Posted on Monday, June 20th, 2016 by Angie Han
If you live in the U.S., you might reasonably have assumed that Duncan Jones‘ Warcraft was an epic flop. After all, it’s scraped together a paltry $37 million in its first two weekends playing at home — a mere fraction of the $160 million it cost to make. But you’d be wrong. In truth, not only is Warcraft a hit, it’s actually the most successful video game movie of all time. And we have all the other countries to thank (or blame) for that. Read More »
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When Warcraft opened last week, the big screen adaptation of Blizzard’s opeugely popular fantasy franchise was greeted with scathing reviews from critics and lackluster box office from domestic audiences. For many viewers, director Duncan Jones‘ high fantasy epic of orcs and wizards and magic and war was dead on arrival. Normal people, it seemed weren’t interested in this movie or its world. It was too outlandish, too nerdy, too inscrutable.
However, every movie deserves a fair shake and I decided the best way to approach Warcraft would be to view it through the lens of the nerdiest people I know, the people who would be most open to what this movie was selling. If my Dungeons & Dragons group couldn’t embrace Warcraft, who would?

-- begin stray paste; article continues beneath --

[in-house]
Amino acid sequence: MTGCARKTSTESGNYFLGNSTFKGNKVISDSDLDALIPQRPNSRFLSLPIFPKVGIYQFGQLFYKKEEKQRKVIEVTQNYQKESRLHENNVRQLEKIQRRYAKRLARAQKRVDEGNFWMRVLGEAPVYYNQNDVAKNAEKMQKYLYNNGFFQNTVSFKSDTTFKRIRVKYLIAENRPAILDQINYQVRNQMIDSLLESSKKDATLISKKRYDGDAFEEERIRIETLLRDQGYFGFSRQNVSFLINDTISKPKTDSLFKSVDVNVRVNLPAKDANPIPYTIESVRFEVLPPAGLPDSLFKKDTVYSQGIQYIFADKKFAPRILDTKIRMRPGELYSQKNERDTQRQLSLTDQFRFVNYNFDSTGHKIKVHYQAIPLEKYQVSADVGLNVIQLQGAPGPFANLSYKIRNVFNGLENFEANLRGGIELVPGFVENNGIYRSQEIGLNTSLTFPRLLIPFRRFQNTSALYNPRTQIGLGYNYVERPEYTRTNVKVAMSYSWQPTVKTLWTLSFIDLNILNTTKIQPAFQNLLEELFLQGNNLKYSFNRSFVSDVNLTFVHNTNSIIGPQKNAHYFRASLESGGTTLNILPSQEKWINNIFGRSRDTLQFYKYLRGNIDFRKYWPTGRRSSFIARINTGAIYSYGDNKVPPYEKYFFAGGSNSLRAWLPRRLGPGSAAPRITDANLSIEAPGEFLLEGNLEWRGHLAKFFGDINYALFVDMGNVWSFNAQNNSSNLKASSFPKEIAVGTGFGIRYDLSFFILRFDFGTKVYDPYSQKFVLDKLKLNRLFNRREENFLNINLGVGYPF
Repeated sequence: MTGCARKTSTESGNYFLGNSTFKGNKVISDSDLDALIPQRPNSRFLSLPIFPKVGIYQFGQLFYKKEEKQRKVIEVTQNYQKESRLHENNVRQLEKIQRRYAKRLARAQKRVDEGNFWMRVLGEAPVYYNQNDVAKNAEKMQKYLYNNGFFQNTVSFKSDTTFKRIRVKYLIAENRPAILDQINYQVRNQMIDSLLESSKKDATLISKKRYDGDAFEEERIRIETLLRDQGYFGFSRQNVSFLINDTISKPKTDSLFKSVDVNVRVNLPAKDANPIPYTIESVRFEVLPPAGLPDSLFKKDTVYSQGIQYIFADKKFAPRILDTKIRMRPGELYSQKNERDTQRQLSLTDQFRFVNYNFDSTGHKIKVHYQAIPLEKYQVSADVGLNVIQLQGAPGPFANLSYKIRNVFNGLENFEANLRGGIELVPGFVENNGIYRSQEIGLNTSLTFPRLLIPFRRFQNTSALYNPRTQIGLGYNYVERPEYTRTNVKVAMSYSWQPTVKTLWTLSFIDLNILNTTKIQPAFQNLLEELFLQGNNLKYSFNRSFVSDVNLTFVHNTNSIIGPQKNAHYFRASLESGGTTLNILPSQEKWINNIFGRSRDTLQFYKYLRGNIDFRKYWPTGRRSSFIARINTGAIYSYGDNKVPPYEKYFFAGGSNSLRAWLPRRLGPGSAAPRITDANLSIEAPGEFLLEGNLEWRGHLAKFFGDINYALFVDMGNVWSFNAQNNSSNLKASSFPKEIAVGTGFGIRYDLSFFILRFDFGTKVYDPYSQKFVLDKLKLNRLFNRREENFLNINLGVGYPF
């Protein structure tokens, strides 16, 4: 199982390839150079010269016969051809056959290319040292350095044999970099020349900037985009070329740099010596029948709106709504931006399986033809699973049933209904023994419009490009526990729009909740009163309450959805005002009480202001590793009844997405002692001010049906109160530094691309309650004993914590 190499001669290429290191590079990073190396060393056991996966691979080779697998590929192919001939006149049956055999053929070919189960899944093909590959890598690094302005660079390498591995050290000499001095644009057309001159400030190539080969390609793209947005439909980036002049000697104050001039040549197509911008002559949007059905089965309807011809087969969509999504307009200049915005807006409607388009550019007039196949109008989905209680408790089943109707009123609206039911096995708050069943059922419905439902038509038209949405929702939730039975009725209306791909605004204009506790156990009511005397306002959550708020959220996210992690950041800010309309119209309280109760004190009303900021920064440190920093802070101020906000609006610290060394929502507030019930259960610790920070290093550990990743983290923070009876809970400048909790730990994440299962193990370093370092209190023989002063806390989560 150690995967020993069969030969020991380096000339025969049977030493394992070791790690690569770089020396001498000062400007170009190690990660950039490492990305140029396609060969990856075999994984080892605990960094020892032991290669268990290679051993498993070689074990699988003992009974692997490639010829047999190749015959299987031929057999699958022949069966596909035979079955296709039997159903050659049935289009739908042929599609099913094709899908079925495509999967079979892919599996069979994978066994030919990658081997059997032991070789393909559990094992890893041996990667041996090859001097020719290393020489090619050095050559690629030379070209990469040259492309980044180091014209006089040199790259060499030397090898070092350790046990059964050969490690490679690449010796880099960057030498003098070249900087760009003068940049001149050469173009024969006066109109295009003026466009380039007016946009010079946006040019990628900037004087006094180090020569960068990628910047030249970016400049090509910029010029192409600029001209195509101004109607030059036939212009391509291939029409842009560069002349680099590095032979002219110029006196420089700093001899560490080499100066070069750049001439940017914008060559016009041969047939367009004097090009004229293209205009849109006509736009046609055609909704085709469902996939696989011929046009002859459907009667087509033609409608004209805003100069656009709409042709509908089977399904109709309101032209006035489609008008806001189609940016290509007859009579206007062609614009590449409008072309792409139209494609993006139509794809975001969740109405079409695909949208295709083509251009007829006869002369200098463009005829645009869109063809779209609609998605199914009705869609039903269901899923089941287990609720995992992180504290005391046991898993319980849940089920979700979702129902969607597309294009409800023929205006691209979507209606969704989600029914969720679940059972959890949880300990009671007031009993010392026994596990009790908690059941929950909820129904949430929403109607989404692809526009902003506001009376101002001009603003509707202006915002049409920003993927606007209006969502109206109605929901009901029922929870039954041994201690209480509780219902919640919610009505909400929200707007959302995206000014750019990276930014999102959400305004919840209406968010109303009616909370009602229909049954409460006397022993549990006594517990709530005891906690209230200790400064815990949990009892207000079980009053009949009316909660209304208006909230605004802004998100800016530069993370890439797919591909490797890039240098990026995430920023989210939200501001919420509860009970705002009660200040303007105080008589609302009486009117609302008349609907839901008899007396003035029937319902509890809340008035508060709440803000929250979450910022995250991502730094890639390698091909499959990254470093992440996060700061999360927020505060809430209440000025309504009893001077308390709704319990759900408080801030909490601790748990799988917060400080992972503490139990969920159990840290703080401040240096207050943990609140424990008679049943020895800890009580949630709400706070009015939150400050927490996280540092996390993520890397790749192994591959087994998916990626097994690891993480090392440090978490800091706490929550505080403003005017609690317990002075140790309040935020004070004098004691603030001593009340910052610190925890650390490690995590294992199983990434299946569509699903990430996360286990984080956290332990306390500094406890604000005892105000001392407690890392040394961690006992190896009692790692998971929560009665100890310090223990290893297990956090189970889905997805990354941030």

So I gathered my fellow adventurers at the local tavern to chat about this divisive film and it turns out that even people who spend hours going on fantastical adventures that only exist on paper and in dry erase marker were also thoroughly divided. Here’s our conversation, which has been edited for length and clarity. Each participant is identified by their D&D character class and race (I’m the human rogue, for the record) and we get into major spoilers.
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In this bonus episode of the /Filmcast, Jeff and Angie Han discuss Duncan Jones’ newest film, Warcraft. How does the film measure up for game fans and non-game fans? Listen to find out.
You can always e-mail us at slashfilmcast(AT)gmail(DOT)com, or call and leave a voicemail at 781-583-1993. Also, like us on Facebook!
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Warcraft isn’t actor Toby Kebbell’s first rodeo with motion-capture. Following up his performance in Dawn of the Planet of the Apes, in which he played Koba, Kebbell stars in director Duncan Jones‘ fantasy film as Durotan, a noble orc more interested in peace than war. The Blizzard adaptation shows both sides of a war — and Durotan is unquestionably the moral compass on the orcs’ side.
It’s this nobility and thoughtfulness, as Kebbell explained to us, that informed the physicality of his performance. Below, read our Toby Kebbell interview.
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Posted on Wednesday, June 8th, 2016 by Angie Han
Warcraft won’t open in the U.S. for another few days, but already the signs aren’t good. Early tracking suggested a limp performance in theaters, and that 23% Rotten Tomatoes score probably won’t help matters either. From here, Warcraft has all the makings of an epic flop. That is, except for the fact that it’s already a smash hit abroad. Duncan Jones‘ fantasy adventure has earned around $45.7 million in its first day playing in China — more than recent blockbusters like Avengers: Age of Ultron or Star Wars: The Force Awakens. Read More »